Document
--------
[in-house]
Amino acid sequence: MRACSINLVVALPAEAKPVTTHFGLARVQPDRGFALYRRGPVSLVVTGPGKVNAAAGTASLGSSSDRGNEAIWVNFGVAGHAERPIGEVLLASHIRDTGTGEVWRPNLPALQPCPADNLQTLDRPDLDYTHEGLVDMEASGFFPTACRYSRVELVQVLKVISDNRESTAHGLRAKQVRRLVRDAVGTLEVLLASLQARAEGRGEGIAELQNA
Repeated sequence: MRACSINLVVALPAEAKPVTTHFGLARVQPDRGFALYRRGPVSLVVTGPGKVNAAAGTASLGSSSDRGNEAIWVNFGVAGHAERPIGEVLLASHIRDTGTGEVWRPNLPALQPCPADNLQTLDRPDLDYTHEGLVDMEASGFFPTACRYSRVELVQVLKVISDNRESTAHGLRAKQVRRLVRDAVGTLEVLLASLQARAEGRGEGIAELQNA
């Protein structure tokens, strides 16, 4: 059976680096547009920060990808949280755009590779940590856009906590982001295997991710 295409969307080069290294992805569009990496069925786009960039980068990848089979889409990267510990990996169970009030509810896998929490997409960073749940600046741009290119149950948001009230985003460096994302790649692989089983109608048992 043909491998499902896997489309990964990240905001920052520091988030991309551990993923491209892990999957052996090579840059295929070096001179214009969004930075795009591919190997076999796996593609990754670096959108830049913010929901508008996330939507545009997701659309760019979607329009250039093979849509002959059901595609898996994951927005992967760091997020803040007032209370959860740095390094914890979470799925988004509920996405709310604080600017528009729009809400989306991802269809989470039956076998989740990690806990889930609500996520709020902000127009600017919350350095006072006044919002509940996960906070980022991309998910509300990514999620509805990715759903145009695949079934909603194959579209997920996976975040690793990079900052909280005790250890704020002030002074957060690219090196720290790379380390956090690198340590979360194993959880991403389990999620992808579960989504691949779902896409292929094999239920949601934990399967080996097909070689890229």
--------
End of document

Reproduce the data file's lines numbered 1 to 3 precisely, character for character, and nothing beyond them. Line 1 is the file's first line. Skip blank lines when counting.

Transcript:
[in-house]
Amino acid sequence: MRACSINLVVALPAEAKPVTTHFGLARVQPDRGFALYRRGPVSLVVTGPGKVNAAAGTASLGSSSDRGNEAIWVNFGVAGHAERPIGEVLLASHIRDTGTGEVWRPNLPALQPCPADNLQTLDRPDLDYTHEGLVDMEASGFFPTACRYSRVELVQVLKVISDNRESTAHGLRAKQVRRLVRDAVGTLEVLLASLQARAEGRGEGIAELQNA
Repeated sequence: MRACSINLVVALPAEAKPVTTHFGLARVQPDRGFALYRRGPVSLVVTGPGKVNAAAGTASLGSSSDRGNEAIWVNFGVAGHAERPIGEVLLASHIRDTGTGEVWRPNLPALQPCPADNLQTLDRPDLDYTHEGLVDMEASGFFPTACRYSRVELVQVLKVISDNRESTAHGLRAKQVRRLVRDAVGTLEVLLASLQARAEGRGEGIAELQNA